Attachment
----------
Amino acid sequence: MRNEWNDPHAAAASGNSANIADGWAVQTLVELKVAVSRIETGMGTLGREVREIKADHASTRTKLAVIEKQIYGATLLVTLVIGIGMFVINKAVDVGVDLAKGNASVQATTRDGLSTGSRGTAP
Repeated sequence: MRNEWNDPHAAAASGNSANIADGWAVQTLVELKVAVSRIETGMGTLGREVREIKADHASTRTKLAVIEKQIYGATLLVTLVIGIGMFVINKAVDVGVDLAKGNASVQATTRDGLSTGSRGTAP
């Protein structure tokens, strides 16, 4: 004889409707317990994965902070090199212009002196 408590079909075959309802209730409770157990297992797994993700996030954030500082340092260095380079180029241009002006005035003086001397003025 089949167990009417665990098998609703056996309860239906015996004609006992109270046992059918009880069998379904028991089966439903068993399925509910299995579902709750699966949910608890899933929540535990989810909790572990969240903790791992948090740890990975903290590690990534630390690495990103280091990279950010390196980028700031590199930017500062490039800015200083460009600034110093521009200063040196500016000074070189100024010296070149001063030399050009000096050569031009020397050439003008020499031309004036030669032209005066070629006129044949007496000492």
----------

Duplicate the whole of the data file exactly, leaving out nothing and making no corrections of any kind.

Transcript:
Amino acid sequence: MRNEWNDPHAAAASGNSANIADGWAVQTLVELKVAVSRIETGMGTLGREVREIKADHASTRTKLAVIEKQIYGATLLVTLVIGIGMFVINKAVDVGVDLAKGNASVQATTRDGLSTGSRGTAP
Repeated sequence: MRNEWNDPHAAAASGNSANIADGWAVQTLVELKVAVSRIETGMGTLGREVREIKADHASTRTKLAVIEKQIYGATLLVTLVIGIGMFVINKAVDVGVDLAKGNASVQATTRDGLSTGSRGTAP
């Protein structure tokens, strides 16, 4: 004889409707317990994965902070090199212009002196 408590079909075959309802209730409770157990297992797994993700996030954030500082340092260095380079180029241009002006005035003086001397003025 089949167990009417665990098998609703056996309860239906015996004609006992109270046992059918009880069998379904028991089966439903068993399925509910299995579902709750699966949910608890899933929540535990989810909790572990969240903790791992948090740890990975903290590690990534630390690495990103280091990279950010390196980028700031590199930017500062490039800015200083460009600034110093521009200063040196500016000074070189100024010296070149001063030399050009000096050569031009020397050439003008020499031309004036030669032209005066070629006129044949007496000492």